Devonshire Clotted Cream

I don't know why we don't have clotted cream in America. I mean, I'd happily trade all of the cauliflower in the country for a tub of clotted cream; though, I guess that speaks more to my dislike of cauliflower than my love for clotted cream.

Maybe it's because the word "clot" is kind of gross? We should just brand it as Devonshire cream and I think everyone would be quite okay with that. I don't think clotted cream is going to make its way over to the States any time soon, unfortunately. Luckily for me, it's easy enough to make clotted cream at home. The most difficult part is sourcing heavy cream that hasn't been ultra pasteurized. You need to use a low-temp pasteurized cream for this, and I'll explain why below.
Ingredients [yields 1 pint]:
2 pints heavy cream - not ultra pasteurized

So, I found these little excerpts from old British cookbooks that explain the clotted cream making process. Basically, the goal is to gently heat the cream to encourage clots to form and then chill the clots to farther solidify them.

In the olden days, it was more difficult to control the temperature of an oven so the heating process was done on the stove with a carefully watched double boiler and you are definitely welcome to use this method today. However, with technology on our side now, we can control our oven temperature rather easily and have no obligation to "babysit" the cream, so that is the method that I prefer and that is the method that I am sharing.
Most grocery stores will only stock ultra-pasteurized cream, which is a process that heats dairy to 280F. That basically ruins the cream and prevents clots from forming; like the quote above says, "if it boils, it spoils." So, you will need to source a cream that has simply been "pasteurized" or even better, "low-temp pasteurized." I bought my cream from Whole Foods, looking specifically for low-temp pasteurized milk and ended up with two adorable bottles.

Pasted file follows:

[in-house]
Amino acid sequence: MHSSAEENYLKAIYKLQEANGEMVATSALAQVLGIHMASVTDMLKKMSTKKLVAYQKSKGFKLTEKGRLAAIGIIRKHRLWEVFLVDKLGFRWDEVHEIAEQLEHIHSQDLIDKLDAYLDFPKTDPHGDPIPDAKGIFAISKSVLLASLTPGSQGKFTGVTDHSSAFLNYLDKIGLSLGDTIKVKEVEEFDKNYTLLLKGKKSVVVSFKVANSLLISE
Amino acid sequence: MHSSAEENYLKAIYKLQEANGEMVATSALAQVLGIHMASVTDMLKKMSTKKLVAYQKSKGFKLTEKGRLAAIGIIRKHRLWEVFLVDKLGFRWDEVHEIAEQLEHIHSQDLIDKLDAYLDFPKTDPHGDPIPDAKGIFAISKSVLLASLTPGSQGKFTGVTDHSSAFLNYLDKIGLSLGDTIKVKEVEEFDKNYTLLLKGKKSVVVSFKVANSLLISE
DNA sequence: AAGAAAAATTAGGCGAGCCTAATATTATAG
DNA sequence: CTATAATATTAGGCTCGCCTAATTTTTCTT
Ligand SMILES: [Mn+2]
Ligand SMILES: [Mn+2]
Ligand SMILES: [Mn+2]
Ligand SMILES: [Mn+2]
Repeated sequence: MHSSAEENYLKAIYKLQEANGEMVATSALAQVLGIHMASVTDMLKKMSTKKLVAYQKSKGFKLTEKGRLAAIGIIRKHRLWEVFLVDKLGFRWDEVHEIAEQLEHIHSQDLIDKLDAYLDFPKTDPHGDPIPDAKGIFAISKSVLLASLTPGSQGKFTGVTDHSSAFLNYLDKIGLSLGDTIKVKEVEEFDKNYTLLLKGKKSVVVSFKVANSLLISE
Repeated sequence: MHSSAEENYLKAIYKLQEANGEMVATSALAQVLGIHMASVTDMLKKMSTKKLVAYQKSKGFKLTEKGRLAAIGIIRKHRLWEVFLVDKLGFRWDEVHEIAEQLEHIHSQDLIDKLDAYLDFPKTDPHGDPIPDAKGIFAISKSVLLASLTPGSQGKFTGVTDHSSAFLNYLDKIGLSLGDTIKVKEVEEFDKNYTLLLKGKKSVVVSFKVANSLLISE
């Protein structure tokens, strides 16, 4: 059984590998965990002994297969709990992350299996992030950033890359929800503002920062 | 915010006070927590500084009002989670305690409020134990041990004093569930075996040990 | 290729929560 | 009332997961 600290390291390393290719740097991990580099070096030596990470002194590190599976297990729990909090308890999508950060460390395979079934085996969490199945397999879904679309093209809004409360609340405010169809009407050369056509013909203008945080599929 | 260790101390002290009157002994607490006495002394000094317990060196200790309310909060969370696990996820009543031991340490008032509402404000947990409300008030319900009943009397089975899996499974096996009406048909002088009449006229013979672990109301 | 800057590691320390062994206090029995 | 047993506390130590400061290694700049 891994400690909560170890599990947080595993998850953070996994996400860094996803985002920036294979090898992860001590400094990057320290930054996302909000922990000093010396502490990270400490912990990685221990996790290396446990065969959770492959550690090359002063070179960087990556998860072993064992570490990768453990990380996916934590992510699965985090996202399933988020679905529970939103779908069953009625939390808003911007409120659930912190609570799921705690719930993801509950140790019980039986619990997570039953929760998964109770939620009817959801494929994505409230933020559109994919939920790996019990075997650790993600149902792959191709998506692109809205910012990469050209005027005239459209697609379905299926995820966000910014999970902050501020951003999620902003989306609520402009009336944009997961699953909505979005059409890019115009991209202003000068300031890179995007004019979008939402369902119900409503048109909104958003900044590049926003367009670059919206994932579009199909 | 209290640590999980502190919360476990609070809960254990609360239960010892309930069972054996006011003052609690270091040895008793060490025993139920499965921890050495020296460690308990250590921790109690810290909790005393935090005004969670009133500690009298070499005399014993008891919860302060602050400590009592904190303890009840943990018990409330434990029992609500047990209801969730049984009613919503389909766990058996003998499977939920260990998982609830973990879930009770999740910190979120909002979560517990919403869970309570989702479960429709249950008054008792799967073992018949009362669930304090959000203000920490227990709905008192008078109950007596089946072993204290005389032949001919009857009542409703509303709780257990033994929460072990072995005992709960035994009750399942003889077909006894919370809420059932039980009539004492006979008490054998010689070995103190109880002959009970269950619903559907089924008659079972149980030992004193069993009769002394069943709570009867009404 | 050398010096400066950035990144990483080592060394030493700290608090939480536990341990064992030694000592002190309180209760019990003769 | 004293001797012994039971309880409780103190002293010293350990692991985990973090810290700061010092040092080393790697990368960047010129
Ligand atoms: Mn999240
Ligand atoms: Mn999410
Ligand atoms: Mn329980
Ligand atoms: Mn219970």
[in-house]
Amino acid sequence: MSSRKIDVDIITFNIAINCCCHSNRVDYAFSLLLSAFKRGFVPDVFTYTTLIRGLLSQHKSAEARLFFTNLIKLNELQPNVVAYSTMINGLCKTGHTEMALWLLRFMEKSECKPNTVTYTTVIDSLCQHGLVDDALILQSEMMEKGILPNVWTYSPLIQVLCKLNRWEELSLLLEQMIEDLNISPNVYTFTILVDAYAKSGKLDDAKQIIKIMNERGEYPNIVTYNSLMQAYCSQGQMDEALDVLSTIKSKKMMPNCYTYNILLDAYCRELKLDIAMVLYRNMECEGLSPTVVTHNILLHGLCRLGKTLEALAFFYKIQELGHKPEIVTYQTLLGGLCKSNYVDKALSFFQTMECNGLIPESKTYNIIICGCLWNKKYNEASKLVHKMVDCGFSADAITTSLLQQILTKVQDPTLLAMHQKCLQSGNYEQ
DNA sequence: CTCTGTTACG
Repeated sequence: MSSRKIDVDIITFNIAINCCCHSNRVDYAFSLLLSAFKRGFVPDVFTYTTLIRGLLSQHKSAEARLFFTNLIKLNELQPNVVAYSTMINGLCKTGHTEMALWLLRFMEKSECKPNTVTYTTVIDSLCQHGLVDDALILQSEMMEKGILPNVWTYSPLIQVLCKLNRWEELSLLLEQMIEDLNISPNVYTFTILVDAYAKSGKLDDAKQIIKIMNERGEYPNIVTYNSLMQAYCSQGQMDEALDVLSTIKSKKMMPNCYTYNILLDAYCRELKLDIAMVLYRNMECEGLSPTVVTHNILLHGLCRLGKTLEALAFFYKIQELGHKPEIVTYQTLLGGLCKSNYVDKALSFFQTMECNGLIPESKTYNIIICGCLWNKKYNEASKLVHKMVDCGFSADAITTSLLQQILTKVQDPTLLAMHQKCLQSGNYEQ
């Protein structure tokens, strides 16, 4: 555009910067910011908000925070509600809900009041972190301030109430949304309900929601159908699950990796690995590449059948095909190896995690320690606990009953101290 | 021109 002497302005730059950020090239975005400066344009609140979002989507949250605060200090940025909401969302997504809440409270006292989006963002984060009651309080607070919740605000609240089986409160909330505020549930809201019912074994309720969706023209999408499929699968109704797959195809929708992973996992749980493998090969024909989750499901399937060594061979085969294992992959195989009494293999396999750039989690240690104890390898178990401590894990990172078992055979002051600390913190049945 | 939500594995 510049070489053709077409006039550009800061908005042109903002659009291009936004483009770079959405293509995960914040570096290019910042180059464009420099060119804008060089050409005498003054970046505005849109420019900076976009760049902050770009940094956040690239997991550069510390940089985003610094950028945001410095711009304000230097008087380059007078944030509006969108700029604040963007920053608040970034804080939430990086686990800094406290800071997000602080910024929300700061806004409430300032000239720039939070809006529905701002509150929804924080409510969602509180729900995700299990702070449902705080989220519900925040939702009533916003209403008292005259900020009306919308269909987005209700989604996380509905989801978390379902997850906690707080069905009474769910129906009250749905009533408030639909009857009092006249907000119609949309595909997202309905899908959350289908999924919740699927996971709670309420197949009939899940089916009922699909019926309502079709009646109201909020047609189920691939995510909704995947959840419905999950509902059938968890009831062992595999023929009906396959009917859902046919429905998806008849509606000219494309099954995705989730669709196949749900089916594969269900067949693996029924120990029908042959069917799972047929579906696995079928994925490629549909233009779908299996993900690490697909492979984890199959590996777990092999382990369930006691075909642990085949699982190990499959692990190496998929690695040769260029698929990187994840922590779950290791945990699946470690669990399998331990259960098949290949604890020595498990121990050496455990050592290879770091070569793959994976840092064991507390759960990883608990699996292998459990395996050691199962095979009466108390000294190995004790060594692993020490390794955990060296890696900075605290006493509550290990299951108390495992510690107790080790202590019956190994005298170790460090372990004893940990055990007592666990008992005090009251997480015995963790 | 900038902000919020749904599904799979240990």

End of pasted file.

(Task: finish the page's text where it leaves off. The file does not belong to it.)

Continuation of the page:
Grab a shallow pan and then chuck it into another shallow pan. I like using a ceramic pan because it distributes heat well and it does it more evenly.
Pour the cream into the dish.
And scrape in any clumps (a.k.a. clots) because the existing clots will act as a magnet for the milk fat to stick to and it will grow.
Create a water bath by pouring hot water into the outer pan and then place the whole thing into a 180F oven for 6 to 8 hours. The water bath will help evenly heat the cream.

You want to leave the cream in the oven long enough for the surface to be filled with thick clotted cream that looks yellow and crackled.
Take the pan out and let it cool. Then, place the whole thing into the fridge to chill for at least 8 hours.
After it's been chilled, grab a slotted spoon and scoop the clotted cream off the surface. Apparently, the crackly top is quite good and loved by many a Brit and Scot, so make sure to salvage as much of it as you can. Oh, and save the liquid cream and use in your coffee or tea or whatever else.
So that's it; clotted cream is incredibly easy. It's a little time consuming, but really low-maintenance. Please come back because tomorrow, I'm sharing scones and I actually use some of this clotted cream!
Here's the recipe page: